Bloodless splenic surgery: The safe warm-ischemic time

Sheldon H. Teperman, Brian S. Whitehouse, Robert J. Sammartano, R. Rojas-Corona, Demetri Poulis, Scott J. Boley

Research output: Contribution to journalArticlepeer-review

7 Scopus citations


To assess the feasibility of a technique of bloodless splenic surgery, experiments were performed to determine the safe warm-ischemic time of the spleen. Ten mongrel dogs were divided into two groups. Group I (n = 5) underwent division of all collateral splenic vessels, followed by total splenic artery and vein occlusion for 3 hours. Group II (n = 5) underwent similar collateral devascularization, but with total occlusion of the splenic pedicle for 2 hours. All animals underwent sulfur colloid scintiscanning preoperatively and 2 weeks postoperatively. Blood specimens were analyzed for the presence of Howell-Jolly bodies and immunoglobulin (Ig) G IgG and IgM levels. Pathological examination of the spleens was performed 2 weeks postoperatively. Postoperative scintiscanning showed very poor splenic visualization in two of the five group I dogs. Pathologically these spleens had extensive necrosis. The remaining eight spleens had normal scans, and only mild congestion was noted. Howell-Jolly bodies were found in all group I dogs (mean, 14.6) but in only 2 group II dogs (mean, 0.6). In four group I dogs, a marked decrease in peripheral IgG was noted. Splenic immunoglobulin levels and peripheral IgM were similar in both groups. This study demonstrates that 3 hours of warm splenic ischemia resulted in splenic necrosis and loss of function in 40% of the dogs tested. Two hours of ischemia appears to be safe for dogs; certainly 1 hour should be safe for humans and should allow sufficient time for most splenic surgical procedures.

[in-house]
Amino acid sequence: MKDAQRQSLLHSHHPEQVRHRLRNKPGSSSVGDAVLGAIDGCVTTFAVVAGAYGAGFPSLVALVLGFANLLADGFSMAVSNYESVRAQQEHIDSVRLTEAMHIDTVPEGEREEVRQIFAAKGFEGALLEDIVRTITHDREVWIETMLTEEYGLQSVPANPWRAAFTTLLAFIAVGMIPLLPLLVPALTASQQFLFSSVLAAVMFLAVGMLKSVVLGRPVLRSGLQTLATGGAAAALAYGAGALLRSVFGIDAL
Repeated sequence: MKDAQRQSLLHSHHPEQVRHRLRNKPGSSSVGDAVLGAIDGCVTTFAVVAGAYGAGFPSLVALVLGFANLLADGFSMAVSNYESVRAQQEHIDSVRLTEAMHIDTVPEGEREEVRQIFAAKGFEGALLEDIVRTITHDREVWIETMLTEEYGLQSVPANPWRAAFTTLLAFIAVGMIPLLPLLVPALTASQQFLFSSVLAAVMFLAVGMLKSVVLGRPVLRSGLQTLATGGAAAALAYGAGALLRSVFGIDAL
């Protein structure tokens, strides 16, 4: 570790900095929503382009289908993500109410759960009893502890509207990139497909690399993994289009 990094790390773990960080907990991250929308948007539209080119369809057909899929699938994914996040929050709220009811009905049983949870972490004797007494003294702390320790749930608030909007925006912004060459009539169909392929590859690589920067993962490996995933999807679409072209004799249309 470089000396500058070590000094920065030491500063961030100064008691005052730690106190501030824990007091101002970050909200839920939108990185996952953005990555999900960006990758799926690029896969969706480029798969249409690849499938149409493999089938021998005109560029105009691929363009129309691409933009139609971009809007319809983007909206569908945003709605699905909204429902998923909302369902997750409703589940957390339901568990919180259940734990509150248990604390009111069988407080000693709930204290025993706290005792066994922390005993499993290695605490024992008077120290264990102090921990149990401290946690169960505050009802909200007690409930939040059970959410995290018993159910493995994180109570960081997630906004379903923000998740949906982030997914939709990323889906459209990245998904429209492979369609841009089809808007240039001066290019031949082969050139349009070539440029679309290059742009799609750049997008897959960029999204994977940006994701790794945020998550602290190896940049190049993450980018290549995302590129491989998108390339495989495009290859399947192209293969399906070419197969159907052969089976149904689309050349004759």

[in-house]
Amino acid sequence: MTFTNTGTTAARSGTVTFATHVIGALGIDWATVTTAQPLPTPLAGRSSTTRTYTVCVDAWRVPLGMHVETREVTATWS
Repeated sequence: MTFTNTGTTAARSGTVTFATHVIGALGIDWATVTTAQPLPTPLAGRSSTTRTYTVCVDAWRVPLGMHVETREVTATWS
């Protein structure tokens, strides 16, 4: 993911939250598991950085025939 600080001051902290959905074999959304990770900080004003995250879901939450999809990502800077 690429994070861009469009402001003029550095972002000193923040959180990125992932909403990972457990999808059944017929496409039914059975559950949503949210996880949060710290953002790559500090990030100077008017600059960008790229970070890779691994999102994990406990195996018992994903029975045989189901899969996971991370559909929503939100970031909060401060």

Original languageEnglish (US)
Pages (from-to)88-92
Number of pages5
JournalJournal of Pediatric Surgery
Issue number1
StatePublished - Jan 1994


  • Spleen
  • bloodless surgery

ASJC Scopus subject areas

  • Surgery
  • Pediatrics, Perinatology, and Child Health


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